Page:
This event was the first of its kind for our Nation’s capital. A BIG “thank you” goes to the National Arts Centre’s own Chef Michael Blackie who took a great deal of time out of his already busy schedule to come up with an event that had Ottawa foodies buzzing!
Some of Canada’s best chefs were paired together and asked to come up with a dish that would then be demonstrated at the event. The chefs then had 45 minutes to demonstrate their dishes, with each being followed by a question and answer period.
If I were asked to give any tips for improving the event, I would have to advise that the host be chosen with a little more carefully next time. Kevin Brauch of Food Network Canada’s Thirsty Traveller and Iron Chef America is such a vibrant personality and wonderful at his job, but as host of this event, he frequently interrupted the chefs and made it difficult for us to keep our focus on the chefs. That was in stark contrast to the awkward silent moments where some of the chefs didn’t speak a word while preparing their dishes, which would have instead provided a great opportunity for Mr. Brauch’s special brand of humour.
Overall, though, this event was a success and with a little more refining and some more practical logistical thinking, it can easily become a real coup for the city!
Here are the chef pairings and their creative dishes:
Demo 1: Drunken Squab & Newfie Screech / Tatin of Sunchokes / Foie Gras Crepinette
Chefs Anthony Walsh, Canoe, Toronto ON & Chef Michael Moffat, Beckta Dining and Wine, Ottawa ON
Chef Walsh showed us how to prepare the drunken squab and mentioned that chicken and other gamey birds are a good substitute for squab. Squab is a domesticated pigeon – not like the kind that bug us in the city – that is primarily dark meat, high in protein and minerals.
Demo 2: Kushi Oyster / Honey Flavour Roasted Foie Gras Terrine / Marrow Bones & Chardonnay Vinaigrette & Bacon Foam
These two young chefs were not only charming but pretty cute! Chef Lepine had us all intrigued with the molecular gastronomy behind his bacon foam creation. Molecular gastronomy is all about the science of cooking and how it can create amazing dishes. Not sure I understood much of it, but there’s a reason why I’m not a science major. Whatever the case, it all sounded very cool to me! As for Chef Cloutier, he perfectly seared a lovely slice of foie gras ;the fragrant smoke filled the room and had us all drooling.
Demo 3: Transverse Nova Scotia Sea Bass (Crispy Seared / Citrus Cured) / Cool Fennel & Citrus Salad / Warm Gold Beet Puree & Hay Brown Butter /Dulse & Beetroot Culis / Applewood Smoked Mussel Bridge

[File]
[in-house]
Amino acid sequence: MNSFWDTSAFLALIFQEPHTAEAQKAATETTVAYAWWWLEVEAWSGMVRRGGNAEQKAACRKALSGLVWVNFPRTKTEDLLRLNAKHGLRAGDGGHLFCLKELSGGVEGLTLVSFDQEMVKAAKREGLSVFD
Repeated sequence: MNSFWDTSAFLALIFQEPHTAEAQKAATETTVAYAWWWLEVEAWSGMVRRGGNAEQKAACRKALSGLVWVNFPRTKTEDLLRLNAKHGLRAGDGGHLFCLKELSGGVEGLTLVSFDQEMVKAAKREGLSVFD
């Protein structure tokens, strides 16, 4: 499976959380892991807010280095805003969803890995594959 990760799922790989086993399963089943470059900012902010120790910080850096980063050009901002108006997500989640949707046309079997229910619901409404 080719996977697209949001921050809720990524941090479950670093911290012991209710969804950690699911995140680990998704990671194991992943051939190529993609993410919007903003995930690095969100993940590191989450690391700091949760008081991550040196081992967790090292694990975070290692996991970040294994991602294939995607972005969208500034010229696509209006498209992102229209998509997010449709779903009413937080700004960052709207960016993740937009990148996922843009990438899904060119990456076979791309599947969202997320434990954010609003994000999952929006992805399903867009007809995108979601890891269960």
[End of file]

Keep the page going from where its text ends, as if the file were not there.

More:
Chef Howell explained that he never serves salmon at his restaurant because, he believes, they are being overfished from our waters (a controversial opinion that is being disputed throughout the country), but he does use some other great ingredients from the ocean, like dulse seaweed, which grows along the shorelines of the North Atlantic.
Demo 4: North Country Bison Hash / Goat Cheese & Cauliflower Ravioli / Preserved Lemon & Rendered Bacon Hollandaise / Ancho Chilli Plum Gastrique
These two chefs seemed to have great chemistry. Chef Bowen made it look like his bison hash was the easiest thing in the world to prepare and OMG, did that dish ever smell divine! I was kind of bummed that I wasn’t able to attend the reception to try it out.
Demo 5: Poached Atlantic Lobster / “Benjamin Bridge” Beurre Blanc / le Coprin Mushrooms / Sweetbreads & Candied Fennel / Corn Flan / Watercress Sprouts / Black Olive Purée
I wasn’t keen on watching Chef Lyness prepare the sweetbreads (my stomach is turning as I type this – don’t know what sweetbreads are? Look it up.), but lobster? Hello, butter? No issues there. Chef Bear brought his fresh lobsters in from Halifax.
Demo 6: Shiitake Poached Pickerel / Beurre Noissette / Dressed Grains & Green / Crispy Crème Fraiche Oysters
It was fun to finally see a female chef up there. Chef Langley brought some life into the room, which was much needed because by 2:00 pm, we were all starting to feel a little tired. Sitting in a very warm and dark auditorium all day will do that to you. I did find it unfortunate that through the majority of the demo, the host joked around and continuously made comments about what chef Langley was wearing “her short shorts”.
When asked, Chef Langley did mention that the grain being used in the dish was quinoa.
Demo 7: Beet Risotto / Crispy Pig Cheek / Seared Qualicum Beach Scallop / Granny Smith Slaw
Chef David Rocco, Dolce Vita, Toronto ON & Chef Cesare Santaguida, Vittoria Trattoria, Ottawa ON
The beet risotto was made with fresh beet juice prepared the night before by Chef Santaguida. The scallops were prepared on a salt blockthat he found in his kitchen cupboard the same morning as the event. His wife thought it had been hanging around the kitchen too long and suggested he use it for the event. Apparently the way to clean a salt block is to scrape the top layer of salt off it after it’s been used.
When Chef Rocco was asked by an audience member what his last meal would be he answered with “lasagne as the main and a hamburger for dessert”. Smart guy....
Demo 8: Sweet Grass Smoked Charlevoix Veal / Crisp Potato Girdle / Clarmell on the Rideau Feta & Sage Infused Retention / Firecracker Spotted Prawn Crisp / Cloud Horse Mead-Lychee Sting
Chef Michael Lyon, Hotel Eldorado, Kelowna BC & Chef Michael Blackie, National Arts Centre, Ottawa ON
This demo was more of a glorified closing to the event. Smoke from ice blocks filled the room and host Kevin Brauch showed the chefs how to saber champagne bottles. While everyone seemed to be having a great time, there was really not much in the way of a cooking demo.
Overall, it was a fun and informative day and it was really refreshing to see how much passion for food and culinary talent there is our great city!